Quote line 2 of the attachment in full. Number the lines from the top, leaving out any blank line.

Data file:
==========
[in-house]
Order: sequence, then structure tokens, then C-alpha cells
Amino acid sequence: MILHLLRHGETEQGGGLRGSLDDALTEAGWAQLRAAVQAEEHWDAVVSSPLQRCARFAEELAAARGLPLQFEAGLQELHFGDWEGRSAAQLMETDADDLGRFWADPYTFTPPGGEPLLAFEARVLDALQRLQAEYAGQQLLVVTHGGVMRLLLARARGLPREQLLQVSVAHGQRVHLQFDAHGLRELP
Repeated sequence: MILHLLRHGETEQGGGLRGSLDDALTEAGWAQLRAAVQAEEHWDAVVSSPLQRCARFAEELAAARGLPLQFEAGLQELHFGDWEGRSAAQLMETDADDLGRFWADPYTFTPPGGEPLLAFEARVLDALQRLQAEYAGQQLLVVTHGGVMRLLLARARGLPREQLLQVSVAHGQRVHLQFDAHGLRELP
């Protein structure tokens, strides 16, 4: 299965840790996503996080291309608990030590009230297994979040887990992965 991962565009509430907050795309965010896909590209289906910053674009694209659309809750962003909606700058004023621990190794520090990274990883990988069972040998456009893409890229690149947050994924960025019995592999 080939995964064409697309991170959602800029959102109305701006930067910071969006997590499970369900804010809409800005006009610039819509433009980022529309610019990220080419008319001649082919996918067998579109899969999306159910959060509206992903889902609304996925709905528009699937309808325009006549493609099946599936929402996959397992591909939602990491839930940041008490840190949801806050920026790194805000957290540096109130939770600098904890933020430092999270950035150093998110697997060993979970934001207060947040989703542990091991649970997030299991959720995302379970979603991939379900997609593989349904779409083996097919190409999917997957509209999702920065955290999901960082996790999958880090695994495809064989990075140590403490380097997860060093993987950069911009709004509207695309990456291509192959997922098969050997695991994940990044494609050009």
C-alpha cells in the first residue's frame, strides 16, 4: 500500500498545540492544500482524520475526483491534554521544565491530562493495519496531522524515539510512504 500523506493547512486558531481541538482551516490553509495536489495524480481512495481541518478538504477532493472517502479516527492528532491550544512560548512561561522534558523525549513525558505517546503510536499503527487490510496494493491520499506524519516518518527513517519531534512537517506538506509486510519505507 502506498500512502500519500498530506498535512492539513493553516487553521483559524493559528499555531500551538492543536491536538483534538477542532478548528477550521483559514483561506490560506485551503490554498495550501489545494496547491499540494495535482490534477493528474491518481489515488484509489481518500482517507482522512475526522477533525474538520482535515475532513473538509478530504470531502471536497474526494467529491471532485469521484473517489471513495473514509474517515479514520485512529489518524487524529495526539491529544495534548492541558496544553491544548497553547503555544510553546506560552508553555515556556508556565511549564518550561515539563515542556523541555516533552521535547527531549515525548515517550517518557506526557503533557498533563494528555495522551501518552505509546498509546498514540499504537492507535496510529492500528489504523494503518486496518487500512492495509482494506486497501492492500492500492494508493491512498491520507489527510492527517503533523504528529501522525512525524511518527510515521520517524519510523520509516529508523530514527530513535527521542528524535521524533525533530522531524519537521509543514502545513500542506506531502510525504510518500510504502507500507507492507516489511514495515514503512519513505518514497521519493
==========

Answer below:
Order: sequence, then structure tokens, then C-alpha cells